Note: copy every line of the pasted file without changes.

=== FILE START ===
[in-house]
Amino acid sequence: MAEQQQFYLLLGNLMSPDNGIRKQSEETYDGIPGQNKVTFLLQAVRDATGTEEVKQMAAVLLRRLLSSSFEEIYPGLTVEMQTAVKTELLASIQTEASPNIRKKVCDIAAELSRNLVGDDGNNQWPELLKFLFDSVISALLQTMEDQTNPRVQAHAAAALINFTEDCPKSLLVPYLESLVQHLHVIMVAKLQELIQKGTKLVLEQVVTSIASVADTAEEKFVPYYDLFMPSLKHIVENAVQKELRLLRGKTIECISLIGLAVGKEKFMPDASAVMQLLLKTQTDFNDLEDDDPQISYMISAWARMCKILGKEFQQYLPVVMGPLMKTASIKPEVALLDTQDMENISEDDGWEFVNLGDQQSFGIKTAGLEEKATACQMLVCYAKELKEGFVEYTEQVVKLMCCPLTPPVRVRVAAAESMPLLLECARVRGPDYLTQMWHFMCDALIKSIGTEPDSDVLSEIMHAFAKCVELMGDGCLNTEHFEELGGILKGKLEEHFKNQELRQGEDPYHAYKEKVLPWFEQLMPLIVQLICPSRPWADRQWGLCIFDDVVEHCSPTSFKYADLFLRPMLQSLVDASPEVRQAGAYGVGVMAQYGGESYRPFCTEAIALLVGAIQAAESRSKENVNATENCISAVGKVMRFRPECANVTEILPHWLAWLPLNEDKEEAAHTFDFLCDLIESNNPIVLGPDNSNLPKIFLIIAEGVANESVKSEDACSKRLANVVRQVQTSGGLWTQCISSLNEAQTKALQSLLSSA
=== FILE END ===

[in-house]
Amino acid sequence: MAEQQQFYLLLGNLMSPDNGIRKQSEETYDGIPGQNKVTFLLQAVRDATGTEEVKQMAAVLLRRLLSSSFEEIYPGLTVEMQTAVKTELLASIQTEASPNIRKKVCDIAAELSRNLVGDDGNNQWPELLKFLFDSVISALLQTMEDQTNPRVQAHAAAALINFTEDCPKSLLVPYLESLVQHLHVIMVAKLQELIQKGTKLVLEQVVTSIASVADTAEEKFVPYYDLFMPSLKHIVENAVQKELRLLRGKTIECISLIGLAVGKEKFMPDASAVMQLLLKTQTDFNDLEDDDPQISYMISAWARMCKILGKEFQQYLPVVMGPLMKTASIKPEVALLDTQDMENISEDDGWEFVNLGDQQSFGIKTAGLEEKATACQMLVCYAKELKEGFVEYTEQVVKLMCCPLTPPVRVRVAAAESMPLLLECARVRGPDYLTQMWHFMCDALIKSIGTEPDSDVLSEIMHAFAKCVELMGDGCLNTEHFEELGGILKGKLEEHFKNQELRQGEDPYHAYKEKVLPWFEQLMPLIVQLICPSRPWADRQWGLCIFDDVVEHCSPTSFKYADLFLRPMLQSLVDASPEVRQAGAYGVGVMAQYGGESYRPFCTEAIALLVGAIQAAESRSKENVNATENCISAVGKVMRFRPECANVTEILPHWLAWLPLNEDKEEAAHTFDFLCDLIESNNPIVLGPDNSNLPKIFLIIAEGVANESVKSEDACSKRLANVVRQVQTSGGLWTQCISSLNEAQTKALQSLLSSA